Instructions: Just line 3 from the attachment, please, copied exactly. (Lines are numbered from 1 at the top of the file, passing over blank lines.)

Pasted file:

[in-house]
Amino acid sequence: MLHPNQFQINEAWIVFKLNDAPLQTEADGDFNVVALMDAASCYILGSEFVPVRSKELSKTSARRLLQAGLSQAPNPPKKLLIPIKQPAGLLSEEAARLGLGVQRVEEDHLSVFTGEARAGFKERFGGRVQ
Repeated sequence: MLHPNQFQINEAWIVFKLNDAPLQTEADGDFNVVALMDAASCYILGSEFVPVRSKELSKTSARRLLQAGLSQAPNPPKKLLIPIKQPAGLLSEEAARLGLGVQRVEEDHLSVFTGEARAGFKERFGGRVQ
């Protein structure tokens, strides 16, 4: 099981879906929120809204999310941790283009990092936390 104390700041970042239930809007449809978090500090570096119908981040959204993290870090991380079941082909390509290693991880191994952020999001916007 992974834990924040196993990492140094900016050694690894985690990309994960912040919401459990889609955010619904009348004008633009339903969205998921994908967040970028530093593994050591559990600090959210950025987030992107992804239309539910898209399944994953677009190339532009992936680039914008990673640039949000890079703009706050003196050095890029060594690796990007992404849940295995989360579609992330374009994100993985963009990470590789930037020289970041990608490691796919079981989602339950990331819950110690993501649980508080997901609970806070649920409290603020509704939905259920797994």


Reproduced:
Repeated sequence: MLHPNQFQINEAWIVFKLNDAPLQTEADGDFNVVALMDAASCYILGSEFVPVRSKELSKTSARRLLQAGLSQAPNPPKKLLIPIKQPAGLLSEEAARLGLGVQRVEEDHLSVFTGEARAGFKERFGGRVQ